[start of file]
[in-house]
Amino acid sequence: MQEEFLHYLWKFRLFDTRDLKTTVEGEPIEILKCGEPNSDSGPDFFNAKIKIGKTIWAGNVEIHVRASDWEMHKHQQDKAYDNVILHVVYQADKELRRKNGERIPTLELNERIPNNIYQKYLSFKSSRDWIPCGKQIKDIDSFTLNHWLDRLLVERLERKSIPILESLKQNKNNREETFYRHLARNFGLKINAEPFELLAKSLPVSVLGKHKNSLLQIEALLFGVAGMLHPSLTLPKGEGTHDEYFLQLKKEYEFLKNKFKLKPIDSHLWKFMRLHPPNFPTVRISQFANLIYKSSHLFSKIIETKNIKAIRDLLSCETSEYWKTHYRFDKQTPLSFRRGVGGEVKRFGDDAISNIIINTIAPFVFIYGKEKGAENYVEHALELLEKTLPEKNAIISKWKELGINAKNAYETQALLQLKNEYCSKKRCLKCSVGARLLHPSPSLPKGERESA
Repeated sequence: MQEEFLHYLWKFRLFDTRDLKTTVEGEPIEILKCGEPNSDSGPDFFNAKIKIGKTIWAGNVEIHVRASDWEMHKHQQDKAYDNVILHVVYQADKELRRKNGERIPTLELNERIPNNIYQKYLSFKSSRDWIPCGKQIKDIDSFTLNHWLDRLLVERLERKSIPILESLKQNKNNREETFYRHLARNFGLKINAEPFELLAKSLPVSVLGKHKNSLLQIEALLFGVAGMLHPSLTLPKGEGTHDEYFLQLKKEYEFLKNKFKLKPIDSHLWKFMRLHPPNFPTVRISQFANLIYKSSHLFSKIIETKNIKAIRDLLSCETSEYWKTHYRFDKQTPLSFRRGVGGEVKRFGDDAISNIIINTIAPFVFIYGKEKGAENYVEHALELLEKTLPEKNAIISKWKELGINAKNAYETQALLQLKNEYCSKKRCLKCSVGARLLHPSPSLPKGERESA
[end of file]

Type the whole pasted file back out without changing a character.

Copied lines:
[in-house]
Amino acid sequence: MQEEFLHYLWKFRLFDTRDLKTTVEGEPIEILKCGEPNSDSGPDFFNAKIKIGKTIWAGNVEIHVRASDWEMHKHQQDKAYDNVILHVVYQADKELRRKNGERIPTLELNERIPNNIYQKYLSFKSSRDWIPCGKQIKDIDSFTLNHWLDRLLVERLERKSIPILESLKQNKNNREETFYRHLARNFGLKINAEPFELLAKSLPVSVLGKHKNSLLQIEALLFGVAGMLHPSLTLPKGEGTHDEYFLQLKKEYEFLKNKFKLKPIDSHLWKFMRLHPPNFPTVRISQFANLIYKSSHLFSKIIETKNIKAIRDLLSCETSEYWKTHYRFDKQTPLSFRRGVGGEVKRFGDDAISNIIINTIAPFVFIYGKEKGAENYVEHALELLEKTLPEKNAIISKWKELGINAKNAYETQALLQLKNEYCSKKRCLKCSVGARLLHPSPSLPKGERESA
Repeated sequence: MQEEFLHYLWKFRLFDTRDLKTTVEGEPIEILKCGEPNSDSGPDFFNAKIKIGKTIWAGNVEIHVRASDWEMHKHQQDKAYDNVILHVVYQADKELRRKNGERIPTLELNERIPNNIYQKYLSFKSSRDWIPCGKQIKDIDSFTLNHWLDRLLVERLERKSIPILESLKQNKNNREETFYRHLARNFGLKINAEPFELLAKSLPVSVLGKHKNSLLQIEALLFGVAGMLHPSLTLPKGEGTHDEYFLQLKKEYEFLKNKFKLKPIDSHLWKFMRLHPPNFPTVRISQFANLIYKSSHLFSKIIETKNIKAIRDLLSCETSEYWKTHYRFDKQTPLSFRRGVGGEVKRFGDDAISNIIINTIAPFVFIYGKEKGAENYVEHALELLEKTLPEKNAIISKWKELGINAKNAYETQALLQLKNEYCSKKRCLKCSVGARLLHPSPSLPKGERESA